Why the 2014 Pro Bowl was still a shamAll the gimmicks can't hide that the best of the best still weren't there
And so, the NFL realistically needs to do one of two things to save its superstar showcase: push it back to truly allow the best of the best to play in it, or simply scrap the game altogether.
Sure, the ratings – 11.4 million viewers, the most-watched sports all-star event of the past year according to a Tweet from BFL PR head Greg Aiello and a highly-rated event – will say the game mattered, as will Commissioner Roger Goodell’s statements on ESPN Radio Monday morning that he thought “the players played much harder” and “it was a very positive step.”
And, to a point, the new conference-free format did bring a novelty air to the game, one that pitted teammate against teammate, similarly to the way the NHL’s old North America vs. The World format did the first couple years they tried it.
But will it last?
Not likely after what everyone saw Sunday: a game between two teams that basically amounted to street ball, forced into that mode because the two-day sandlot-style draft that left the teams with just a handful of opportunities to get on the same page offensively.
Perhaps because of that, the game featured five fumbles (with two resulting in turnovers), six interceptions, and nine sacks on a day where defense reigned more than anything but the Hawaii skies – at least until the final five minutes, when fans saw pretty much the same thing they’d see in any NFL game with a 21-14 score in that scenario: the trailing team throws the ball at will, while the leading team tries to run out the clock if and when they get the ball back.
Whether it’s the Super Bowl, the Pro Bowl, or a pee-wee scrimmage, that’s simply basic football strategy, and nothing that any gimmick format created.
No matter the gimmick, though, there is the one other snafu with the Pro Bowl as constituted in 2014: is it really a showcase when some of the best are excluded? Sure, in terms of “quality,” teams in the past haven’t necessarily may not have been able to practice together for much more than a few days, but at least in the AFC vs. NFC, post-Super Bowl days, players knew their teammates more than 72 hours in advance – and, theoretically, could work with most if not all of them at least a little once the Super Bowl matchup was set and 93 percent of the roster was free.
Instead, we have the most recent change prior to the unconferenced format to thank for the fact that Peyton Manning, who only had the best season by a quarterback in the history of the NFL, wasn’t there this year, nor were either of his 1,000-yard receivers. Richard Sherman, the self-proclaimed best corner in the NFL who just so happened to back that up by leading the league in interceptions, was also absent, as was teammate Marshawn Lynch, who happened to be the sixth-leading rusher in the league this year.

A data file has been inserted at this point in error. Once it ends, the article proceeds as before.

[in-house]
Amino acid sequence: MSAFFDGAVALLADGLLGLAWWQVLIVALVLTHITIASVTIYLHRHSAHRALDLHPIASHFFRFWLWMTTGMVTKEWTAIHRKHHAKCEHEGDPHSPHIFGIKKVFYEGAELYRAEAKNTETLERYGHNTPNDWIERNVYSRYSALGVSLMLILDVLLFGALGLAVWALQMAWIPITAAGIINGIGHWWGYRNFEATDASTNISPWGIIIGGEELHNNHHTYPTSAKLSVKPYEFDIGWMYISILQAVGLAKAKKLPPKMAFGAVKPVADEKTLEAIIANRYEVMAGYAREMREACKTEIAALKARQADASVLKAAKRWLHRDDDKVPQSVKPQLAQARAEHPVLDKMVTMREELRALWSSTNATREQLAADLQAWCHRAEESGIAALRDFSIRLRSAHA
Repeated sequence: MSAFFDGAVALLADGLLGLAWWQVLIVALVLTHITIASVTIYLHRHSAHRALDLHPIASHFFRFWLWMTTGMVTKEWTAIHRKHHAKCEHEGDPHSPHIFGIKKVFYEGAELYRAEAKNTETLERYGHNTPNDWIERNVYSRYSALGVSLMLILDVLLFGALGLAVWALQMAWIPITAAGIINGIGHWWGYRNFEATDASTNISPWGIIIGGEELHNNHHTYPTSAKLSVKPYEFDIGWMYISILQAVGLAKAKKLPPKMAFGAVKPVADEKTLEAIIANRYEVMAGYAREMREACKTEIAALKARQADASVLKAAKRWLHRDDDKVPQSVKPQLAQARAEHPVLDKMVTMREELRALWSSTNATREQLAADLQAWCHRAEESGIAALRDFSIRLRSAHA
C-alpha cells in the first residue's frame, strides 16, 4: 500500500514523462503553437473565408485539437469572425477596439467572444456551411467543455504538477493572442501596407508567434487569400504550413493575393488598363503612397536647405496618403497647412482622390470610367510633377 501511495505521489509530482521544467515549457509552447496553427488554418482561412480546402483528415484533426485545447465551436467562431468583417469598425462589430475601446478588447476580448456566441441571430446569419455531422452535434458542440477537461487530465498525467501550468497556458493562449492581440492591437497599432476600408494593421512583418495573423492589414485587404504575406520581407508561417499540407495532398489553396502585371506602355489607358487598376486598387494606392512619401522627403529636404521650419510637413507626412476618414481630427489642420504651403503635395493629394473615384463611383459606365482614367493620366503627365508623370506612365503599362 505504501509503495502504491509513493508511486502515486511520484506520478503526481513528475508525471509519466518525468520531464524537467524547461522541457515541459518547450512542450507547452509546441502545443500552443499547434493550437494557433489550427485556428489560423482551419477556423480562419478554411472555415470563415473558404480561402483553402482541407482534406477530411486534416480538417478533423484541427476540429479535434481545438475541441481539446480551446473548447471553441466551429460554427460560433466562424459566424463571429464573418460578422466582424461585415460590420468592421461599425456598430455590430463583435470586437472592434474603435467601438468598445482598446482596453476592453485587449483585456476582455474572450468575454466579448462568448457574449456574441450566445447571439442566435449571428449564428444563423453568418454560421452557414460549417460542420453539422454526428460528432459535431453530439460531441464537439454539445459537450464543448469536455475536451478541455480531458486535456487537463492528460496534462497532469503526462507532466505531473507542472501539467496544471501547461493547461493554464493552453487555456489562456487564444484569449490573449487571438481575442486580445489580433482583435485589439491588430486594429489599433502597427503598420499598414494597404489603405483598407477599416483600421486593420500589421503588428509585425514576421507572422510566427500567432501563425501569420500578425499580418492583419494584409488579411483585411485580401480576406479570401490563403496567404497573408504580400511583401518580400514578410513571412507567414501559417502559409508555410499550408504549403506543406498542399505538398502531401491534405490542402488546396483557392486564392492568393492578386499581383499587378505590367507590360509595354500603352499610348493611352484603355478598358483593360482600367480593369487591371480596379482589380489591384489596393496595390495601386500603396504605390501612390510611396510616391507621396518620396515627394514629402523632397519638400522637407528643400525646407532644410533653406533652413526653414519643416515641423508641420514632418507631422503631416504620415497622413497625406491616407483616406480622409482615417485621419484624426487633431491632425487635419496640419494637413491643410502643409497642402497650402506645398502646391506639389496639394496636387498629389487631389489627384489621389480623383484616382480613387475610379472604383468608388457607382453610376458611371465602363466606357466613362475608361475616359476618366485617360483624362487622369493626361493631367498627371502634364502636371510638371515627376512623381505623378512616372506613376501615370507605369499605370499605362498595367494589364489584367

No, Manning, Sherman, and the rest, despite literally being the best in the league at their positions, only could have made it to Hawaii by failing at the one thing they get paid for: winning football games. That’s why it was Patriots kicker Stephen Gostkowski who got to miss a crucial field goal, 49ers safety Eric Reid playing almost the whole game after a teammate was injured, and Saints tight end Jimmy Graham the target on Drew Brees’ pass on fourth-and-goal from the three (a play you often see a team run down 7-0 in the first quarter) – their teams all lost to Seattle or Denver en route to the Super Bowl, freeing them up for a side sojourn to Hawaii while their rivals freeze in the polar vortex that is metro NYC.
So then, regardless of the sizzle of the gimmick, how can you truly sell the steak of an “all-star game” when by definition, the best of the best all-stars aren’t even eligible and those who do show up have no idea what they’re doing?
The answer is you can’t, and so help Roger Goodell the day a Pro Bowl hit like the one Cleveland Browns/Team Sanders safety T.J. Ward put on real-life teammate (and Team Rice receiver) Josh Gordon in the second quarter ends up injuring someone to the point of disturbing their career; sure, that could happen to anyone at any time (just ask punter ex-Bills Brian Moorman about that), but when it’s between two guys who actually work towards the same goal at their “real” jobs, it’s almost like the self-fulfilling prophecy of cutting off your nose to spite your face.
I’m not saying the Pro Bowl should, say, determine the “home” team in the next year’s Super Bowl a la the MLB All-Star Game, nor am I saying it should be allowed to degenerate into an individual showcase like the NBA’s; what it should do, however, is be all-inclusive.
Maybe a system like college football’s Senior Bowls would work best – waiting until late February, when people are clamoring for football, to let the best of the best be represented and play a coherent enough game to pass for it “counting.”
Given how close the Pro Bowl was to cancellation just a year ago, it couldn’t hurt to try, right?